The Dallas Movie Screening Group

This is the homepage of the Dallas Movie Screening Group. To join our mailing list you must sign up at our group page on Yahoo. You will then be connected to receive notices on how to find passes to the local screenings in the DFW area. It's up to you to pickup or sign up for passes. You can also barter, trade or just giveaway passes you don't want, need or share with other members of the group. Please read the instructions on the Yahoo page very carefully before posting. This group is closely moderated so that your mail box is not full of spam or other unnecessary mail. We appreciate everyone's consideration and cooperation.

You can use this homepage for posting comments, reviews, and other things that cannot be posted to the group. Of course spam is not allowed. Thanks!

To join the Dallas Movie Screening Yahoo Group:
dallasmoviescreenings-subscribe@yahoogroups.com

Reesa's Reviews can also be found at:
http://www.moviegeekfeed.com

Logo art by Steve Cruz http://www.mfagallery.com

Website and Group Contact: dalscreenings@gmail.com

Thursday, January 19, 2012

Extremely Loud and Incredibly Close




Not everyone really wants to see another 911 movie. The thought of it will probably keep viewers away from the theaters. But they will miss a wonderfully moving and interesting story adapted by screenwriter Eric Roth from Jonathan Safran Foer's 2005 novel about a young boy connecting with his father who died in one of the towers on what 10 year old Oskar calls “the worst day”. Director Stephen Daldry who has worked so well with young actors in Billy Elliot draws out an intense and fascinating performance by new comer and Kid Jeopardy winner Thomas Horn.

Oskar and his family live in NYC with his parents Thomas and Linda. His dad spends a lot of time with Oskar playing a game called Reconnaissance Mission. Thomas likes to stimulate his Asperger's afflicted son precocious mind with puzzles that require him to think and focus. His last charge to Oskar was to find the missing 6th borough of NYC. A year after his father dies in the attack, Oskar discovers a mysterious key inside his father's closet with the name “Black” attached. He thinks it is another quest and transverses the surrounding boroughs by looking for someone by the name of “Black” from the phone book listings hoping anyone recognizes the key. He keeps a complicated chart to track all the people making a plan each day. Oskar with a tambourine in hand to calm his anxieties walks all over the city since he's public transportation phobic. He meets up with Abby and William Black (Viola Davis and Jeffrey Wright) while they are in the middle of an argument. Oskar who normally has a difficult time communicating with people in general meets with various people who connect with Oskar's plight in some personal way or reject his visit completely. With his fast stream of consciousness speech he narrates the story while working out the emotional turmoil that haunts him from the day his father died.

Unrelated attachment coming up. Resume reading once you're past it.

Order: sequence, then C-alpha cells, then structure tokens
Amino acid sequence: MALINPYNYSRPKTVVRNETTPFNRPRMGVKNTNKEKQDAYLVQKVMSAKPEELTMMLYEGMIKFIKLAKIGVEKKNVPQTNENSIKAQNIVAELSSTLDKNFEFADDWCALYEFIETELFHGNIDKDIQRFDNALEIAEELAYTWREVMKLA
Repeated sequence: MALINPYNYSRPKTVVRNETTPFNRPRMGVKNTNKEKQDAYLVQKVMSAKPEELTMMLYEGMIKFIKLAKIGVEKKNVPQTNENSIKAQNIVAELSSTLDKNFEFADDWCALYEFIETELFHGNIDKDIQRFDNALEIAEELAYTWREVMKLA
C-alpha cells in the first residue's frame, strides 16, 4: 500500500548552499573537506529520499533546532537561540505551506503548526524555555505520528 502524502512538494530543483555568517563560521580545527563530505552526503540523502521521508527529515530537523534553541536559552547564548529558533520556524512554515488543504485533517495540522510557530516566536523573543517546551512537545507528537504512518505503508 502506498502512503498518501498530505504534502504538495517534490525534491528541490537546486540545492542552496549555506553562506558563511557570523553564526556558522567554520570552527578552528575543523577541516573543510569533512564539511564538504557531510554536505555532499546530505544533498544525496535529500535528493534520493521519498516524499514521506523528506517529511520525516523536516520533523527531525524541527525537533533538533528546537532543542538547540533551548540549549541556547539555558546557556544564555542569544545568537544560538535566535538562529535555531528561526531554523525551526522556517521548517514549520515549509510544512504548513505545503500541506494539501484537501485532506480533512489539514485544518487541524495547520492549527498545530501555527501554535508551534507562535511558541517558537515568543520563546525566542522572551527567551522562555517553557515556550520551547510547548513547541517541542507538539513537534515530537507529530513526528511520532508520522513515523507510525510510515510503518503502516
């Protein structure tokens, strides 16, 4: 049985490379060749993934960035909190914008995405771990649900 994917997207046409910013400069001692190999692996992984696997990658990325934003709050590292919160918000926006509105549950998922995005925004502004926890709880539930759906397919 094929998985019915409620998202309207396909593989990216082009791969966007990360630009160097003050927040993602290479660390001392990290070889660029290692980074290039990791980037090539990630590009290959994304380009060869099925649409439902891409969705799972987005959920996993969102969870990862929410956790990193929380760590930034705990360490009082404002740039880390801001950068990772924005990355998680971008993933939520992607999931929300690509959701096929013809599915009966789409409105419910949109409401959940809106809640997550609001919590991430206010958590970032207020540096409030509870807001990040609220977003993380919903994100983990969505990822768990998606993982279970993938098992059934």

His mother effectively under played by Sandra Bullock was always the outsider in her husband's and Oskar's adventure seeking games. She is working out her own guilt and depression having talked to Tom while she watched the towers burn and collapse from her workplace window. Oskar talks more to his grandmother (Zoe Caldwell) who lives across the street. He becomes friends with the grandmother's mute renter (Max von Sydow) who helps Oskar on his quest. And becomes a sounding board for Oskars' unvocalized rage.

The streets of NYC is like another character in film. The camera follows and generously spotlights those areas that most people don't see. The photography brings the city closer and more real as we follow Oskar's journey. As well as the people who all been touched by the tragedy in some way. Opinions on this movie was been varied from being a contrived over sentimental tear jerking drivel to a wondrous and emotional tale of healing. In any event, Thomas Horn will hopefully continue with this career path as his performance is quite remarkable. This movie is more than just another reminder of that “worst day”. It's a film that shows that we are all connected in our grief and our will to remain.
(Review by reesa)





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